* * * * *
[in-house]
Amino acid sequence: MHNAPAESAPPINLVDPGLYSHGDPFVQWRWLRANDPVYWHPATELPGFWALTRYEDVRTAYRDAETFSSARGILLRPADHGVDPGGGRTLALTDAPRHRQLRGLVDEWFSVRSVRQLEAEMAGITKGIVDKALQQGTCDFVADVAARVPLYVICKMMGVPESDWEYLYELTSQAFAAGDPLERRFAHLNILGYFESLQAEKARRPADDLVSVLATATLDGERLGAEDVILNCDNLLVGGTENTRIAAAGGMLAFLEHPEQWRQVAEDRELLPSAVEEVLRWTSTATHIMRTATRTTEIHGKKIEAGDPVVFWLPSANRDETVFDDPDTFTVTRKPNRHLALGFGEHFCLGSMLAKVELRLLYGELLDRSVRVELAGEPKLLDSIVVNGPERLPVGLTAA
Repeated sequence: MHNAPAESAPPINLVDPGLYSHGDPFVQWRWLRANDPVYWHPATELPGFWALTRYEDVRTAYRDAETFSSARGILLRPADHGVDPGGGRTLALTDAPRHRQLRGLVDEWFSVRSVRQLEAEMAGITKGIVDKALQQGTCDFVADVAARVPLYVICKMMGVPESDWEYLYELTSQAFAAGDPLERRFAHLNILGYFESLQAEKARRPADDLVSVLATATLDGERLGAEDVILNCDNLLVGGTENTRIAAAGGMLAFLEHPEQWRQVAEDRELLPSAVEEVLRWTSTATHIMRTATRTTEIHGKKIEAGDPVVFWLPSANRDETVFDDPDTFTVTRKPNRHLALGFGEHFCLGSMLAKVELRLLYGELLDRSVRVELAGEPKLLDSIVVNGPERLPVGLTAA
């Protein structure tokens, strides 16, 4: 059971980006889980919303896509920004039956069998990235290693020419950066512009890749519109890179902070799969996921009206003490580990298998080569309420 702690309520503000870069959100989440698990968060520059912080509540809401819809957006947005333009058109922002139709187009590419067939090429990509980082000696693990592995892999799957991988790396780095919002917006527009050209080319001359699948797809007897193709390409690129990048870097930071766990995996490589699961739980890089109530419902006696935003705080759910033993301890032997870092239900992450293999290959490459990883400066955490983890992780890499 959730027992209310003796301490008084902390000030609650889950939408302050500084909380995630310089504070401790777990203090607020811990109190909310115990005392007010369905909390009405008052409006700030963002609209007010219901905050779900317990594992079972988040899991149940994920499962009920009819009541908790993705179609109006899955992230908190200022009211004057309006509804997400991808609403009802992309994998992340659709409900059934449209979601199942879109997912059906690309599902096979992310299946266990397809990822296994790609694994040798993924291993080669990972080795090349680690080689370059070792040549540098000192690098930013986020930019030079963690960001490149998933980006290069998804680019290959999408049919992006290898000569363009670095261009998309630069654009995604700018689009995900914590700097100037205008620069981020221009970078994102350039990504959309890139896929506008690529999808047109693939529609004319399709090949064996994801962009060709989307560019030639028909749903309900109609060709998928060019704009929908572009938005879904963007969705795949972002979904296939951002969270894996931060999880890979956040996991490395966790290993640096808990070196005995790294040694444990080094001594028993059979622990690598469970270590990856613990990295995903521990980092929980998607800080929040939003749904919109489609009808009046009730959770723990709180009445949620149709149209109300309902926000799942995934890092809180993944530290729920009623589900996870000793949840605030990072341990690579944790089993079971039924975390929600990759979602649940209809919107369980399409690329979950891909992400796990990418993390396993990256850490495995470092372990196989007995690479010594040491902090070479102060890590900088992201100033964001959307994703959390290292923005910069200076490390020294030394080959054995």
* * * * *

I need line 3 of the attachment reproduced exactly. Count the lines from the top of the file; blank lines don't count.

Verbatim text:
Repeated sequence: MHNAPAESAPPINLVDPGLYSHGDPFVQWRWLRANDPVYWHPATELPGFWALTRYEDVRTAYRDAETFSSARGILLRPADHGVDPGGGRTLALTDAPRHRQLRGLVDEWFSVRSVRQLEAEMAGITKGIVDKALQQGTCDFVADVAARVPLYVICKMMGVPESDWEYLYELTSQAFAAGDPLERRFAHLNILGYFESLQAEKARRPADDLVSVLATATLDGERLGAEDVILNCDNLLVGGTENTRIAAAGGMLAFLEHPEQWRQVAEDRELLPSAVEEVLRWTSTATHIMRTATRTTEIHGKKIEAGDPVVFWLPSANRDETVFDDPDTFTVTRKPNRHLALGFGEHFCLGSMLAKVELRLLYGELLDRSVRVELAGEPKLLDSIVVNGPERLPVGLTAA